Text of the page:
112 REVIEW OF THE DOL’S SITE EXPOSURE MATRIX DATABASE John R. Balmes, M.D., is a professor of medicine at the University of Cali- fornia, San Francisco, and the chief of the Division of Occupational and Envi- ronmental Medicine at San Francisco General Hospital. He is also a professor of environmental health sciences at the University of California, Berkeley, and the director of the Northern California Center for Occupational and Environ- mental Health. Dr. Balmes studies the respiratory health effects of various air pollutants, with a particular interest in occupational respiratory disease. He has investigated the acute effects of inhalation exposures to ambient air pollutants, the chronic effects of such exposures in epidemiological studies, and genetic determinants of responses to air pollutants. Dr. Balmes has led research to assist in the development of a national program to link environmental hazards with health outcome data to improve the tracking of diseases potentially related to environmental exposures. He is also the physician member of the California Air Resources Board. He served on the NRC’s Committee for the Review of the Army’s Enhanced Particulate Matter Surveillance Project Report, and on the IOM Committee on the Long-Term Health Consequences of Exposure to Burn Pits in Iraq and Afghanistan. Dr. Balmes received his M.D. from the Mt. Sinai School of Medicine. Stanley C. Haimes, M.D., M.P.H., CIH, FACOEM, has spent 20 years in the occupational medicine field and his career encompasses the governmental, aca- demic, private, and public sectors of occupational health programs. Dr. Haimes has experience with workers compensation programs, medical surveillance pro- grams, and occupational medicine clinics. He is the medical director of the Center for Occupational and Environmental Health, the associate medical director for Seminole County Emergency Medical Services, and a medical review physician for Medical Audit Resource Services, Inc., all near Orlando, Florida. He has served as the director of Medical and Health Services for Lockheed Martin; as an environmental physician at the Veterans Administration Medical Center of Bay Pines, Florida; and Assistant Professor at the University of South Florida College of Medicine. Dr. Haimes has served on committees and panels for the National Institutes of Health (NIH) National Library of Medicine, the American Conference of Governmental Industrial Hygienists (ACGIH), and the American Industrial Hygiene Association (AIHA). He is a board certified physician in occupational medicine and is a certified industrial hygienist (CIH). He is a fel- low of the American College of Occupational and Environmental Medicine. He received his M.D. from the University of South Florida and his M.P.H. from the Johns Hopkins School of Hygiene and Public Health. William E. Halperin, M.D., Dr.P.H., is the chair of the Department of Preven- tive Medicine, New Jersey Medical School, and the interim associate dean for the Newark Campus of the School of Public Health, University of Medicine and Dentistry of New Jersey. His experience in epidemiology ranges from field

OCR for page 111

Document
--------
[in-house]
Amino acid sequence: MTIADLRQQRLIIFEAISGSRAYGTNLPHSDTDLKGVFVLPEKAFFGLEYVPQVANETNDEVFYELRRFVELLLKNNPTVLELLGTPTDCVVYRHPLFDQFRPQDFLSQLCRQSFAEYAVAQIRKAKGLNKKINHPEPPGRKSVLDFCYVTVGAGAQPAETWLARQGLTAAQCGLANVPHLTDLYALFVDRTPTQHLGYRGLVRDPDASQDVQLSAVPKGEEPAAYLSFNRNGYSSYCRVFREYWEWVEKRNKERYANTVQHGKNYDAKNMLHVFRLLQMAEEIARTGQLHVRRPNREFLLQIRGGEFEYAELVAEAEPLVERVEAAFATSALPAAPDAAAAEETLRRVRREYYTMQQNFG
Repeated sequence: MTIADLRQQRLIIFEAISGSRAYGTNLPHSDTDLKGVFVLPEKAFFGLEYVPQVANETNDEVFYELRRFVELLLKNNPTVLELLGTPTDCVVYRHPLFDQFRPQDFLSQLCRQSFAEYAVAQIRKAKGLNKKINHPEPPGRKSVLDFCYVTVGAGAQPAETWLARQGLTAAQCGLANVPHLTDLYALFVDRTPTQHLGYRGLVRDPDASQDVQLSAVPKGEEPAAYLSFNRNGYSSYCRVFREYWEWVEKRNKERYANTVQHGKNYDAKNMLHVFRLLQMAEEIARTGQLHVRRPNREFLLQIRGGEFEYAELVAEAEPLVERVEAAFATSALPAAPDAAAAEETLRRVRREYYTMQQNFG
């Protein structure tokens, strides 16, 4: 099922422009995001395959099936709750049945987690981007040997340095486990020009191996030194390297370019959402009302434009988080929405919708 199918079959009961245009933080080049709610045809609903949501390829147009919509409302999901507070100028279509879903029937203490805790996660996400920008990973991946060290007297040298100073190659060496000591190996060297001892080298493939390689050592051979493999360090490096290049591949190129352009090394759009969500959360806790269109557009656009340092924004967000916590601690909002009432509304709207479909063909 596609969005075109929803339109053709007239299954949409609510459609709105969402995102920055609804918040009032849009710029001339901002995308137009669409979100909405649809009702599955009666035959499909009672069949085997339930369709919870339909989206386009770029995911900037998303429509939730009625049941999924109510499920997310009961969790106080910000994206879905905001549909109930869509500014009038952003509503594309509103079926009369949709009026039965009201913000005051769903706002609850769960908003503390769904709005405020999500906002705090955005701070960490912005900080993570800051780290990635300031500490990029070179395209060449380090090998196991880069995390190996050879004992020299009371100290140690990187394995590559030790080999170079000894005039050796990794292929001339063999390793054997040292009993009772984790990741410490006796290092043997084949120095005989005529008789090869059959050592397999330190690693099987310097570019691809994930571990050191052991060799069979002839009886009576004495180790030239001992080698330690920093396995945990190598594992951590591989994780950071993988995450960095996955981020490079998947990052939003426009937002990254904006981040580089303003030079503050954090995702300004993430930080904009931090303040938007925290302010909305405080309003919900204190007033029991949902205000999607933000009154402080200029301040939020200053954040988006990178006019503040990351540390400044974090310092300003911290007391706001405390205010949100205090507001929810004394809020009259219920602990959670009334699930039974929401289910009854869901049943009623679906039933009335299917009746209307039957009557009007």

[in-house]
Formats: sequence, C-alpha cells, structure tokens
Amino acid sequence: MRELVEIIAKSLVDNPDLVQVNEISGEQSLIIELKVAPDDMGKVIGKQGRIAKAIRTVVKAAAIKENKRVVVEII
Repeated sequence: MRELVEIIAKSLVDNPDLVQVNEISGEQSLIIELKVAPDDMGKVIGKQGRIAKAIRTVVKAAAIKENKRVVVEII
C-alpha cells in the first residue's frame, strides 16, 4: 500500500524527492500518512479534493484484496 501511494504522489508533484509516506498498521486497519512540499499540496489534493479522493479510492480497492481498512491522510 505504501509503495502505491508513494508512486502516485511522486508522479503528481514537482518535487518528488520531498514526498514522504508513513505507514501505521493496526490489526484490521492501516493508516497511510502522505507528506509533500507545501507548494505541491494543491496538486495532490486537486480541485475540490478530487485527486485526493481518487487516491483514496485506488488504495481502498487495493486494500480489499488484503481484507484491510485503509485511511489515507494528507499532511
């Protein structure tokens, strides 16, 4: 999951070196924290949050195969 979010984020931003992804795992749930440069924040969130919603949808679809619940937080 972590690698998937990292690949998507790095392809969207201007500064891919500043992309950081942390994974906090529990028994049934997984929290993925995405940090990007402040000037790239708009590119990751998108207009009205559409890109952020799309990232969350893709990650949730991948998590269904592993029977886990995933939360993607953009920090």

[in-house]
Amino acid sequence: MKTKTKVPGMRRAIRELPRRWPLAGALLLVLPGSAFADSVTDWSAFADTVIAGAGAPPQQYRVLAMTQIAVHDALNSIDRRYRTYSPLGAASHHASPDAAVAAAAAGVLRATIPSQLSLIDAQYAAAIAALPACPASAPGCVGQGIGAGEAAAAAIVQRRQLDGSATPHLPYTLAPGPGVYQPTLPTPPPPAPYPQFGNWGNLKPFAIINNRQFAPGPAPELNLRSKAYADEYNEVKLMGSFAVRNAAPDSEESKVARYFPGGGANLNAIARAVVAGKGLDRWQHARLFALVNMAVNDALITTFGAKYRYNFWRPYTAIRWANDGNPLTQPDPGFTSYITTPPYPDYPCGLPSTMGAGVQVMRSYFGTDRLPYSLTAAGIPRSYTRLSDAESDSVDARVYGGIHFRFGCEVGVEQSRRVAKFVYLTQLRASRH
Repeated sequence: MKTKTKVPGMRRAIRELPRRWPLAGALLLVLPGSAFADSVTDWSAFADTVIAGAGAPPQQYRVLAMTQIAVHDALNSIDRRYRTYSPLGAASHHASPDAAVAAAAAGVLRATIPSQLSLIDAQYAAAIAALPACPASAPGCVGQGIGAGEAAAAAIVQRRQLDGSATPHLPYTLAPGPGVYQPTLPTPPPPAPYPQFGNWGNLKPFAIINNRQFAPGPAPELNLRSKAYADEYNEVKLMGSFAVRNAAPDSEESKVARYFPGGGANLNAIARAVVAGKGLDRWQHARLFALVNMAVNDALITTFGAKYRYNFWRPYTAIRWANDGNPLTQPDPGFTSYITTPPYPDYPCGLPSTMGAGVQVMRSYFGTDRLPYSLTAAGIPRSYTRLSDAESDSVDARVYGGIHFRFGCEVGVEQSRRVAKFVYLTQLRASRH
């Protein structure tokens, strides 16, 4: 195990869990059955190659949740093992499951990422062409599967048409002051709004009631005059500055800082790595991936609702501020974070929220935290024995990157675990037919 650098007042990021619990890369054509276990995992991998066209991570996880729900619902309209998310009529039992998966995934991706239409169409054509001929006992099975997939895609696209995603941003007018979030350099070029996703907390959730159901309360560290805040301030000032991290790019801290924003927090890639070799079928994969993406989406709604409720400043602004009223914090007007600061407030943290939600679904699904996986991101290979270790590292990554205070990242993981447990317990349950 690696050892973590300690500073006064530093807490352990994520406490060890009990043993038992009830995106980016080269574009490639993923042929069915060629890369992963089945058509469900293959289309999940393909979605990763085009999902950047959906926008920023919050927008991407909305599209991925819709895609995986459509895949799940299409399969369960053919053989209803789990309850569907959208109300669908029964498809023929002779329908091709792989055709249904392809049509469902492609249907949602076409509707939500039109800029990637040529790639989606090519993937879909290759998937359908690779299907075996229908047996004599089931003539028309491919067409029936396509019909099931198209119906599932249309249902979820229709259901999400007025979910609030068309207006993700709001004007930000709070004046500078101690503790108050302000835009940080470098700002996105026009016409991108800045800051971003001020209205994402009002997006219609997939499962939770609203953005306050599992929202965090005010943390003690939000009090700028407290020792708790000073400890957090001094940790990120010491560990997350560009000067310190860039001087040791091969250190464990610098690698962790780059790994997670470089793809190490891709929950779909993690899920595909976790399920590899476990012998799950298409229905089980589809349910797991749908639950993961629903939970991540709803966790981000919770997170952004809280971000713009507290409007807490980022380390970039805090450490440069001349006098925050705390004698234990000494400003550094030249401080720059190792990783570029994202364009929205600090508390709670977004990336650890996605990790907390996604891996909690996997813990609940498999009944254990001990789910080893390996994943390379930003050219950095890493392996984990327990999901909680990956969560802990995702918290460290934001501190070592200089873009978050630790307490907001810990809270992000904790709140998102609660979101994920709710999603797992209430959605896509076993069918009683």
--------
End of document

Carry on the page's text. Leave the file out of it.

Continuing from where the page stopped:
APPENDIX A 113 investigations of disease outbreaks (such as anthrax), to more subtle investiga- tions of the association of chemical exposures with a variety of outcomes (such as dioxin and soft tissue sarcoma), as well as occupational injuries. Dr. Halperin has served on numerous NRC committees, including as Chair of the Committee on Toxicology and as a member of the Committee on Combined Exposures to Hydrogen Cyanide and Carbon Monoxide in Army Operations, and he is a mem- ber of the Board on Environmental Studies and Toxicology. He is board certified by both the American Board of Preventive Medicine and the American Board of Occupational Medicine. Dr. Halperin received his Dr.P.H. and his M.D. from Harvard University. Philip Harber, M.D., M.P.H., is a professor of public health in the Mel and Enid Zuckerman College of Public Health, University of Arizona, and profes- sor emeritus at the David Geffen School of Medicine at the University of Cali- fornia, Los Angeles. Dr. Harber’s research focuses in occupational respiratory diseases, occupational health services assessment, and computer applications in occupational health. He is board certified in occupational (preventive) medicine, pulmonary diseases, and internal medicine. Dr. Harber served on the IOM Com- mittee on Gulf War and Health: Updated Literature Review of Depleted Uranium. He received his M.P.H. from the Johns Hopkins University School of Hygiene and Public Health and his M.D. from the University of Pennsylvania School of Medicine. Francine Laden, Sc.D., is the Mark and Catherine Winkler Associate Professor of Environmental Epidemiology at the Harvard School of Public Health. She is also an associate professor in the Department of Medicine, Harvard Medi- cal School and Brigham and Women’s Hospital. Dr. Laden’s research focuses on environmental risk factors of cardiovascular disease and cancer, specifically breast cancer, non-Hodgkin’s lymphoma (NHL), and lung cancer. She studies the relationship of exposure to organochlorine chemicals with both breast cancer and NHL and the association of diesel exhaust and other sources of fine particulate matter with lung cancer mortality. She has served on two IOM committees on the Gulf War and Health and on the NRC Committee on Contaminated Drinking Water at Camp Lejeune. Dr. Laden received her Sc.D. from the Harvard School of Public Health. Ephraim Massawe, Sc.D., is an assistant professor in the Department of Com- puter Science and Industrial Technology at Southeastern Louisiana University. His research focuses on environmental and occupational health, nanoinformatics for health and safety of nanomaterials, and assessment and management of alter- native substitutes to toxic chemicals. Dr. Massawe directs the EPA-funded Indoor Air Quality Assessment Project and the Modeling Exposures and Health Risks of Nanomaterials. He has experience in global environmental health issues and has